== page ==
Planning Commission Not Open to Applicant's Demands

Planning Commission Not Open to Applicant's Demands

Don't tell the Alexandria Planning Commission how to vote on a requested change to a Special-Use Permit (SUP). It usually doesn't work.

That was a lesson Jack Taylor learned Tuesday night when he demanded that the Commission deny his request for a development SUP after it suggested a one-month deferral to clarify some conflicting information and interpretations. They voted to defer.

After Commissioner H. Stewart Dunn Jr. recommended that the application be deferred "until the points in question are clarified by staff," Taylor stormed to the microphone and declared, "This has been my worst experience in 30 years of doing business in Alexandria."

He then accused Eileen Fogarty, director, Department of Planning and Zoning, of double-dealing in a negotiating session to get more concessions for the city. Taylor indicated he was misled by Fogarty into making certain concessions from his original request and then asked, "Now what else are you willing to do for us (the City)?"

In support of his motion to defer, Dunn noted, "This application is not presented to us in a clear way. It's not wise to move forward with the issue in a state of confusion."

Commissioner J. Lawrence Robinson was on the other side of the deferral motion. "This is a car dealership. It was always a car dealership. It's a good car dealership. I will vote against the motion to defer because I support the application."

AT ISSUE WAS Taylor's application requesting a major amendment to the approved development SUP for the Alexandria Toyota dealership located at 3750 Jefferson Davis Highway in order to construct a 5 1/2-level, 723-space parking structure, according to the staff report.

This would provide 723 parking spaces and a 4,660-square-foot building addition for 12 additional service bays at the rear of the existing dealership. It also calls for a car wash to be located at the west end of the proposed parking structure.

Staff's primary concern, although it recommended approval based on acceptance of several dozen conditions, is that the proposed structure is too high and that it "will be visible from Commonwealth Avenue and from Route 1, a gateway entrance to the city."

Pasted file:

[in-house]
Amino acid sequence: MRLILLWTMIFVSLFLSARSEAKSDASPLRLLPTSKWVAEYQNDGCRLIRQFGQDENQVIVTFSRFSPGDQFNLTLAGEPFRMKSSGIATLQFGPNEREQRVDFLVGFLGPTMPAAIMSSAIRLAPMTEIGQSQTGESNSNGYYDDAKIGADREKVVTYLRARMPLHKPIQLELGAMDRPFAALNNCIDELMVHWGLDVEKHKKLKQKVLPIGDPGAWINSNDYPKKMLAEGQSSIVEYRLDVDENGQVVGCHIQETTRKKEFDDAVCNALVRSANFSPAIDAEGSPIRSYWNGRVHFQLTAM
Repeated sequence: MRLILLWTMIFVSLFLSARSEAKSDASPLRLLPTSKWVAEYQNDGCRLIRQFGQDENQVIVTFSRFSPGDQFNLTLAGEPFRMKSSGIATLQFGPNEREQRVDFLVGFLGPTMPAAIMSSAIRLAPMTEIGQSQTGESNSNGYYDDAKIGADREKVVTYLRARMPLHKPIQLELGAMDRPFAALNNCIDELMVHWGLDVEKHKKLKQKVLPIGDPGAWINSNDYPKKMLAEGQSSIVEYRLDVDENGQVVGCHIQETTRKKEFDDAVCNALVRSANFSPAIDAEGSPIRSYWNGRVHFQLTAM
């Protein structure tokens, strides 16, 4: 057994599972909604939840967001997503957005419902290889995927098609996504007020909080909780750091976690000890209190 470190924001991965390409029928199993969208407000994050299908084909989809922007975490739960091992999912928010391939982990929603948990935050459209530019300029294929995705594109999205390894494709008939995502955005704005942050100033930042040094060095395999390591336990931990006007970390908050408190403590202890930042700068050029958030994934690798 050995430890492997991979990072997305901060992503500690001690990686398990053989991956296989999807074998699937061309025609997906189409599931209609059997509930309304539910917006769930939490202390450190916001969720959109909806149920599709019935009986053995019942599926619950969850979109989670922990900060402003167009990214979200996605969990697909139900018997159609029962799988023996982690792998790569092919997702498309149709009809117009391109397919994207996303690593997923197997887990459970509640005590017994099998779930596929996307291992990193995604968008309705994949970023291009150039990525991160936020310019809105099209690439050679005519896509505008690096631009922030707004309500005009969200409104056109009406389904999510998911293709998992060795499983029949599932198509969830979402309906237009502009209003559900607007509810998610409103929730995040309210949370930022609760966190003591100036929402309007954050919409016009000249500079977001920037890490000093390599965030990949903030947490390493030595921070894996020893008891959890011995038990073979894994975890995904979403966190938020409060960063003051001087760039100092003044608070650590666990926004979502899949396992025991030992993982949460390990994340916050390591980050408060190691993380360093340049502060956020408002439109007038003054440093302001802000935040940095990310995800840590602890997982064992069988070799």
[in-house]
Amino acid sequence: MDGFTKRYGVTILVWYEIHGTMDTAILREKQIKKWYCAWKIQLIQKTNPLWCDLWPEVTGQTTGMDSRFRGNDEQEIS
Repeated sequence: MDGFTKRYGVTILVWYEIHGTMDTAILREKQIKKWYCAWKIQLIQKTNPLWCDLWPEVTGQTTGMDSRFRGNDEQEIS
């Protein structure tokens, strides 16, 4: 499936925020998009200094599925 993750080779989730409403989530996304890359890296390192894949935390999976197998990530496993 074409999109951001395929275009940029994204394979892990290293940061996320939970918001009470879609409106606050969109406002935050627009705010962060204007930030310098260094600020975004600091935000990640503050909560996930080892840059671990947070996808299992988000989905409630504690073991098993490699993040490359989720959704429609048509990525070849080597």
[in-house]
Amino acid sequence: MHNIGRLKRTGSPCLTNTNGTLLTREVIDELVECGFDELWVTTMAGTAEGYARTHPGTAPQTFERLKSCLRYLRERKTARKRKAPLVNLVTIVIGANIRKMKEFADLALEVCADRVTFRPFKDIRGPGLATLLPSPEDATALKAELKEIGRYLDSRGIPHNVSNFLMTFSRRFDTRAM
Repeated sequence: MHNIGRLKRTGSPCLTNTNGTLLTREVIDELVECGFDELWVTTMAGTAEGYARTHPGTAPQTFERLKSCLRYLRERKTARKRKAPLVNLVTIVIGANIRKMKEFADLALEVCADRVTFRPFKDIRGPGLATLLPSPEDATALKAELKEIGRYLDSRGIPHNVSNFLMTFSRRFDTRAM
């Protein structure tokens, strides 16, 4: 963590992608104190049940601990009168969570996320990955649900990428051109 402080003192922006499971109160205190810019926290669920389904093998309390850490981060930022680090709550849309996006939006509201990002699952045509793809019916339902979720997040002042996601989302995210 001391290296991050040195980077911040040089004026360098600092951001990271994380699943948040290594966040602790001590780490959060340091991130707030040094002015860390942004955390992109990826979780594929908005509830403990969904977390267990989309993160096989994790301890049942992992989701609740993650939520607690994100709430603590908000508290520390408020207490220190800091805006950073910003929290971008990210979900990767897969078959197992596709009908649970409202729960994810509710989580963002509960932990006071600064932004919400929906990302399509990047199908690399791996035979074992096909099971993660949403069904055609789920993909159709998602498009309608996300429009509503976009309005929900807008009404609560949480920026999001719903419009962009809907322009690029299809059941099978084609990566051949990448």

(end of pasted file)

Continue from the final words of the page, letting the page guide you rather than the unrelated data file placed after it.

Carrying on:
After outlining its concerns, the staff report concluded, "While the changes proposed by the applicant are positive and begin to help mitigate the visual impact ... staff does not believe these measures alone adequately address the impacts of the proposed parking garage."

Staff’s main request was that the structure be lowered by two stories, and additional architectural treatment and landscaping be provided. Taylor and his attorney, Harry P. Hart, maintained that lowering the height of the structure would make the project economically unfeasible.

IN THE COURSE OF the discussion, Hart noted that the entire project was to stretch over a four- to five-year period and involved a land swap with a plot on Mount Vernon Avenue. The Commissioners also expressed concerns about the materials to be used on the exterior of the proposed structure.

Given the amount of uncertainties and the total time span of the overall project, Commissioner Donna Fossum asked, "What is the rush?" They then voted to defer, with the Commission chairman, Eric R. Wagner, pushing for a consensus that the matter come back no later than the March meeting.

In other matters:

* The Commission honored Kimberly Johnson, who has been with the city department for 15 years. She is leaving at the end of the month to accept another planning position in Northern Virginia. In recognition of her years of service, Wagner presented her with a plaque. She received a standing ovation from the commissioners and the audience attending the public hearing;

* Approved a request by the Yoga in Daily Life studio located at 2402 Mount Vernon Ave. to change its hours of operation, expand its studio to include the second floor, and reduce the off-street parking requirement. The latter would reduce the requirement by approximately 14 spaces. A series of local residents and the area civic association spoke in favor of granting the request to maintain the nonprofit organization at its present address;

* Denied a request by Scott Management Inc. for an encroachment into the public right of way at 724 S. St. Asaph St., to place a trash Dumpster and recycling bins with fencing. Staff recommended denial based on the conclusion that "it will place paving and structures within what is currently a green landscaped area. Throughout the city, small open green areas are being lost to driveways, parking areas and other perceived requirements for development. ... This case raises the issue of the benefit of retaining small areas of open space."

The proposed site of the Dumpster was on the Franklin Street side of the Monticello-Lee Apartments at the northern end of the property, where the rear alley intersects with Franklin Street. The applicant maintained that moving the Dumpster to that location would free up one parking space for the apartment complex.